Dr. Annett C. Richter


Email: annett.richter@ndsu.edu
Office: 218E Music Education


  • B.A., M.A. Martin-Luther-Universit├Ąt Halle-Wittenberg, Germany
  • M.A., M.M., University of Minnesota, Twin Cities
  • Ph.D. University of Minnesota, Twin Cities

Annett C. Richter, a native of Halle, Germany, recently joined the music faculty at North Dakota State University where she teaches music bibliography and research methods. Prior to coming to NDSU, she worked at Minnesota State University Moorhead and at the University of Missouri, Columbia, where she taught courses in music history, music appreciation, American music, and writing about music. At Missouri, she also team-taught with faculty members from the Art and Theatre Departments a course for journalism majors in the Carnegie Foundation funded Arts-in-Depth program. Dr. Richter holds Master’s degrees in musicology and in guitar performance from the University of Minnesota and the equivalents of a B.A. and M.A. in British and American Studies from Martin-Luther-Universit├Ąt Halle-Wittenberg, Germany. She received her Ph.D. in musicology from the University of Minnesota, Twin Cities, where she was awarded the Graduate School Doctoral Dissertation Fellowship and a Graduate School Dissertation Research Grant. While completing her dissertation, she also received a Research Assistance Grant from the Sinfonia Educational Foundation.

Dr. Richter’s research has explored intersections between music and the visual arts in three areas: nineteenth- and twentieth-century American vernacular music and painting, nineteenth-century European art music and painting, as well as issues of music, art, and gender in Elizabethan England. She has delivered conference papers nationally and internationally at meetings of the American Musicological Society, the Society for American Music, the Renaissance Society of America, the College Music Society, the North American British Music Studies Association, the Missouri Folklore Society, the Hawaii International Conference on Arts and Humanities, as well as at the Seventeenth Biennial Conference on Nineteenth-Century Music in Edinburgh, Scotland, and The British Museum Citole: New Perspectives symposium at the British Museum in London. Her articles have appeared in Musicological Explorations and in the Proceedings of the 2004 Hawaii International Conference on Arts and Humanities.

Dr. Richter’s dissertation (2008) focuses on Missouri artist Thomas Hart Benton (1889-1975) and his connection to music. It casts light on Benton as a remarkable folklorist whose ties to American folk music have long been overlooked. In addition to picturing the very musicians who shaped the folk music scene in early twentieth-century rural America, Benton was also a folk musician himself. He played the harmonica and he collected and transcribed, in his self-invented notation method still used by publishers today, folk songs and fiddle tunes he heard on trips through rural America. He hosted, for several decades, musical gatherings with both folk and classical musicians and avant-garde composers in New York, Kansas City, and on Martha’s Vineyard, and he recorded Saturday Night at Tom Benton’s, an anthology of folk and classically inspired music, with Decca in 1942. Richter’s dissertation combines the analysis of Benton’s visual art, music transcriptions, sound recordings, and sources documenting his multi-faceted life as a musical collector and performer to show that this artist straddled low-brow and high-brow musical cultures, obscured conventional boundaries between folk and classical music, and ultimately created his own unique folk music practices in flux.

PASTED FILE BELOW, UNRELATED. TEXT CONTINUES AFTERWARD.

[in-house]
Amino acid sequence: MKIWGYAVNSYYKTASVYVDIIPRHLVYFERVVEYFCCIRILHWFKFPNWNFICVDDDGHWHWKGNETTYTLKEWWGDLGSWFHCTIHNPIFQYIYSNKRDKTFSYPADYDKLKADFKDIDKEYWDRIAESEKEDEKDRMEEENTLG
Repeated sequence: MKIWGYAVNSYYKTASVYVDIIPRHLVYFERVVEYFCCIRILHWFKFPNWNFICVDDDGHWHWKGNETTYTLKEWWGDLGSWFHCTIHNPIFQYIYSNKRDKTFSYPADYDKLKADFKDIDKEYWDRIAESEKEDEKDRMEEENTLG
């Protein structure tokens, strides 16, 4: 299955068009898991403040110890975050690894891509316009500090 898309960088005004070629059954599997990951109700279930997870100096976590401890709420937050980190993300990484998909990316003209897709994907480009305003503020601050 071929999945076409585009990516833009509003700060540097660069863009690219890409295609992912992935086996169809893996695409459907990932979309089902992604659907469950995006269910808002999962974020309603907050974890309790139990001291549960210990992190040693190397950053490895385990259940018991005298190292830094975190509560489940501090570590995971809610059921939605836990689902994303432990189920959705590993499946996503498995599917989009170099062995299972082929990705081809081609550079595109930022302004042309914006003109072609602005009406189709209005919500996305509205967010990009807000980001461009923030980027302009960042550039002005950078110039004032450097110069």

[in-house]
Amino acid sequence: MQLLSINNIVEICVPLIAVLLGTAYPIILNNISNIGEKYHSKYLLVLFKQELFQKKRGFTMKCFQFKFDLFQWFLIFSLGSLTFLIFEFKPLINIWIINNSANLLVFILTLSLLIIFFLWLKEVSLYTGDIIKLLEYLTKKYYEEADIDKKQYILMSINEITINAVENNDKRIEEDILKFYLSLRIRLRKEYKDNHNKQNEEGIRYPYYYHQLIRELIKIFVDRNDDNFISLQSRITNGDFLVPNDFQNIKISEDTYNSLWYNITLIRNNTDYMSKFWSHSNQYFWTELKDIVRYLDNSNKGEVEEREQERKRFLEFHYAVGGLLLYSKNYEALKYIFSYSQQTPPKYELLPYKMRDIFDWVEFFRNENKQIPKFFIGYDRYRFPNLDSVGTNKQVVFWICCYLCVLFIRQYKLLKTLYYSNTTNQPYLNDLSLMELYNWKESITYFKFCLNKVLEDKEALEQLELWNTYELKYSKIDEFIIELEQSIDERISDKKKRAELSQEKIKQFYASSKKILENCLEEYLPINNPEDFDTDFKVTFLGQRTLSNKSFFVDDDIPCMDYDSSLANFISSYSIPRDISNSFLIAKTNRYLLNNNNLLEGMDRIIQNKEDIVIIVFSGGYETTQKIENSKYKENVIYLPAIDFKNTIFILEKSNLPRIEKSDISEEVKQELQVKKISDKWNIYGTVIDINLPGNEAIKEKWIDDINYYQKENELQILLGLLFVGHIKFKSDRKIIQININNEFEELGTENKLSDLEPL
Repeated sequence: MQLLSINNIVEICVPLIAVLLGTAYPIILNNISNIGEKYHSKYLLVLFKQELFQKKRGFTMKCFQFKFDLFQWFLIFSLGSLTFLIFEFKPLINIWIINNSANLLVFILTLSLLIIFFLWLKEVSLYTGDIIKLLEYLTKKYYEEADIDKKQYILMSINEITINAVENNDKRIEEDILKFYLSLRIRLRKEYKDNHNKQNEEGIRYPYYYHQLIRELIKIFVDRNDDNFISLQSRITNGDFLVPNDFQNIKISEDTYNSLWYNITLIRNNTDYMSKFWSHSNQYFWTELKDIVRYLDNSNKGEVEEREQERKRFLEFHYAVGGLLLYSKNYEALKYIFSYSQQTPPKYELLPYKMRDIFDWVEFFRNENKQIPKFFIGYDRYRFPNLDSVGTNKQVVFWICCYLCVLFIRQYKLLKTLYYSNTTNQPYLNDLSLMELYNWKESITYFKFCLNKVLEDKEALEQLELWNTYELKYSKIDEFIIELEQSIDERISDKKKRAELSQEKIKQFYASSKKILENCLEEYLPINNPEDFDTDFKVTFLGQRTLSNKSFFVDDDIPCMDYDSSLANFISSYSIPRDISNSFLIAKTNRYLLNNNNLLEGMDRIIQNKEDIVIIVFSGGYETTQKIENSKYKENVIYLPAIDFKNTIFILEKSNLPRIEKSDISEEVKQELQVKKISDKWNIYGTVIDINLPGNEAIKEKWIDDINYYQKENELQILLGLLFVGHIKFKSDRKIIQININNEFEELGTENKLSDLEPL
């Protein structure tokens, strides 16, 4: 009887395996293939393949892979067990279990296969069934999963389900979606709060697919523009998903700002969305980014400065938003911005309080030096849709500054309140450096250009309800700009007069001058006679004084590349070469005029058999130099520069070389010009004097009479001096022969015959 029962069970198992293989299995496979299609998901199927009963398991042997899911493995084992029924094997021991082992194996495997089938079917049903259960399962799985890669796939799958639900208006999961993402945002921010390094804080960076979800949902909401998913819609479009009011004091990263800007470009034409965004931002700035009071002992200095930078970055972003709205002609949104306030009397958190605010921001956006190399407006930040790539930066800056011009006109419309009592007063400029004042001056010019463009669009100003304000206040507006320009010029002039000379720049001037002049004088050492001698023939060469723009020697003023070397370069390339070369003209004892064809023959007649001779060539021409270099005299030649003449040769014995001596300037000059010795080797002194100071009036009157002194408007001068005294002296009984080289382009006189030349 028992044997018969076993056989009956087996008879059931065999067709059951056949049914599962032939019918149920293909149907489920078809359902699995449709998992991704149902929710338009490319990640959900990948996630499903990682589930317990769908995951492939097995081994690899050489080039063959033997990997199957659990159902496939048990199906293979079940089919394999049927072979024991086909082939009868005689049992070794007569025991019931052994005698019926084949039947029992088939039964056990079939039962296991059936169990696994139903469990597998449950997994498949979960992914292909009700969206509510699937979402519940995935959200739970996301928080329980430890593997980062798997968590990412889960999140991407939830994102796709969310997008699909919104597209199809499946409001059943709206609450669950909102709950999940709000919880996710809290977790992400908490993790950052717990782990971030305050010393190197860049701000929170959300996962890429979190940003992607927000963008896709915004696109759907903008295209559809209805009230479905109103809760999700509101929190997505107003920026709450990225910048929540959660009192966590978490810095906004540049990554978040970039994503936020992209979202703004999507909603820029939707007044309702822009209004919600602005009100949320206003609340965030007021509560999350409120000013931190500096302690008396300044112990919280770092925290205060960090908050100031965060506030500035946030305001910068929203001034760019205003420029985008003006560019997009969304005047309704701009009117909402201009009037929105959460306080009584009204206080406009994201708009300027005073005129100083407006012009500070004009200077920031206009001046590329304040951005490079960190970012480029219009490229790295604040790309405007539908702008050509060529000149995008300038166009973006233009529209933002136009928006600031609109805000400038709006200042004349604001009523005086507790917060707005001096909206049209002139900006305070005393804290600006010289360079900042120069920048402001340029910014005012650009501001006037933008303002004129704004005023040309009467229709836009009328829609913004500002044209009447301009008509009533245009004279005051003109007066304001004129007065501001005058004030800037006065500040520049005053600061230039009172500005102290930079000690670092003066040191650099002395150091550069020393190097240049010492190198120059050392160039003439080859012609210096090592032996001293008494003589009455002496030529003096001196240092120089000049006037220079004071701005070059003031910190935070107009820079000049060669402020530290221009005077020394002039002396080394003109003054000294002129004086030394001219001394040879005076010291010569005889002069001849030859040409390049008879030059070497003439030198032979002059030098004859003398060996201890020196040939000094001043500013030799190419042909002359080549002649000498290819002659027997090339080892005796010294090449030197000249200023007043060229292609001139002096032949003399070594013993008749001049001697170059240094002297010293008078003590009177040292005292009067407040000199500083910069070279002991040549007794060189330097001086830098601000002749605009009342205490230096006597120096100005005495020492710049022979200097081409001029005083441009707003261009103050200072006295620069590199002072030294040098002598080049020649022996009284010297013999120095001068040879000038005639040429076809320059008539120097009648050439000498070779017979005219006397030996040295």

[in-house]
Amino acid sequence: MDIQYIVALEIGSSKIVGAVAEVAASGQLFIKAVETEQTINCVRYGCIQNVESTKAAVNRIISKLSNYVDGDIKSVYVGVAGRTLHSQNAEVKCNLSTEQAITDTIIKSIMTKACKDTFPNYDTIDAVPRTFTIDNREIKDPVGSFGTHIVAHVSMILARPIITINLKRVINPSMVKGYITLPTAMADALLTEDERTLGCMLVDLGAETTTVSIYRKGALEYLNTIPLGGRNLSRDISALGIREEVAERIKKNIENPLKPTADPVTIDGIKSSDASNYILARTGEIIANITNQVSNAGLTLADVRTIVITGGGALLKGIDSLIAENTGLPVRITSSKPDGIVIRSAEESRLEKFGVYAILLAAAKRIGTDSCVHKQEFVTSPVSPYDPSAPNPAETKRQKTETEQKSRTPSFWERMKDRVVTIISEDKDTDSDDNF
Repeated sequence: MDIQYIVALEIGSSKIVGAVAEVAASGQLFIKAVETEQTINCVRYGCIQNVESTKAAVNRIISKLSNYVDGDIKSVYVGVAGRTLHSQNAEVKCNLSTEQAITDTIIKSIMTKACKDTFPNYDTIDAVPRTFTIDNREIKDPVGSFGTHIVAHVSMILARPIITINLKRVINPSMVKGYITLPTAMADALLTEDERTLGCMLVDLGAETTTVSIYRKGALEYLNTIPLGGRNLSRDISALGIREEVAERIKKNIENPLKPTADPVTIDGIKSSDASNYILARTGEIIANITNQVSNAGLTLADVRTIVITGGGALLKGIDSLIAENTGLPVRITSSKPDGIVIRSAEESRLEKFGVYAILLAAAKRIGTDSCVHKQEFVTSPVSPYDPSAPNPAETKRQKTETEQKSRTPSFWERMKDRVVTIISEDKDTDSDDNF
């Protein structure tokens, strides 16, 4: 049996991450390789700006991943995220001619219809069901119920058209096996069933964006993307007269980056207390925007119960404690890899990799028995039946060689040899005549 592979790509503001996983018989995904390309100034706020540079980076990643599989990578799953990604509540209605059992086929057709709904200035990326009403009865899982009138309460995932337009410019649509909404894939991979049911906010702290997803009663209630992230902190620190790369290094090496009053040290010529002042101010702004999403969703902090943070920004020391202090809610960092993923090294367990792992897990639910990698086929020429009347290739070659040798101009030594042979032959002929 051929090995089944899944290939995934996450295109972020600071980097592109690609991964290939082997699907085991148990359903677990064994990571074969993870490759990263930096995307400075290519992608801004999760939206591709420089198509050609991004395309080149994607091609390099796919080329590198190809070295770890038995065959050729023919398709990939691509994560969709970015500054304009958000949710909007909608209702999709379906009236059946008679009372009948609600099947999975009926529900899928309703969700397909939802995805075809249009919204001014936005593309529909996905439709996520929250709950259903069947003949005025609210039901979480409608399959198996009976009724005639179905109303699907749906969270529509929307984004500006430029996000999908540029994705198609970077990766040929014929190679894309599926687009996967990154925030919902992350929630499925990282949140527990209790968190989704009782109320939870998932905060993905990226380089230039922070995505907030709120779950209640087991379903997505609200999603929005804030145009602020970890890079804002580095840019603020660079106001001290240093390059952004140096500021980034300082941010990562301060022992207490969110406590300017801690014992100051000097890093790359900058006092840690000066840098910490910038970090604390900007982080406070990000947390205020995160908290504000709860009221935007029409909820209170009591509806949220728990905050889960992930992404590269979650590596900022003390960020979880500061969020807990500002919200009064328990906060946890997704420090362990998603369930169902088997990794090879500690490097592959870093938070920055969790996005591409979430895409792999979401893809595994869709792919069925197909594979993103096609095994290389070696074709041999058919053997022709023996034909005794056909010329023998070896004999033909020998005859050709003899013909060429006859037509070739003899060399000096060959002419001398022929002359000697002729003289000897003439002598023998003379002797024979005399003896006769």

In addition to teaching and research, Dr. Richter has worked as assistant editor for the Austrian History Yearbook at the Center for Austrian Studies at the University of Minnesota. She was instrumental in organizing “Religion and Authority,” an international conference hosted by the Center for Austrian Studies in 2006, and served as administrative assistant and coordinator for “Lingering Dissonances,” an interdisciplinary symposium on Richard Wagner, hosted by the University of Minnesota Challey School of Music in 2003. She worked as copy editor for Richard Wagner for the New Millennium: Essays in Music and Culture, ed. Matthew Bribitzer-Stull, Alex Lubet, and Gottfried Wagner (Palgrave Macmillan, 2007), and for the Minnesota Public Radio sponsored 2004 Minnesota High School Music Listening Contest Study Guide.

As a musician, Dr. Richter has been active as guitarist and lutenist. She has presented guitar solo and duo recitals for the Minnesota Guitar Society Local Artist Series. As a student of Jeffrey Van at the University of Minnesota, she was chosen to perform on the Challey School of Music’s annual String Gala and annual Collage Concert, and tour with the University of Minnesota Concert Choir and. As lutenist, she has appeared in concert with sopranos Linh Kauffman, Candace Magner, and Dawn Sonntag, lutenists Philip Rukavina and Tom Walker, and with Consortium Carrissimi. She is a member of the Minnesota Guitar Society’s Board of Directors and has judged auditions for the Minnesota Guitar Society Youth Guitarathon and for the Schubert Club and Minnesota Music Teachers Association Classical Guitar Annual Scholarship Competitions. More recently, she served as juror for the St. Joseph International Guitar Festival & Competition in St. Joseph, Missouri, founded and directed by Anthony Glise. Dr. Richter has organized concerts for the Minnesota Guitar Society and the Mid-Missouri Celtic Arts Association. She also has a long-standing interest in traditional Irish music in the United States and plays Irish flute.

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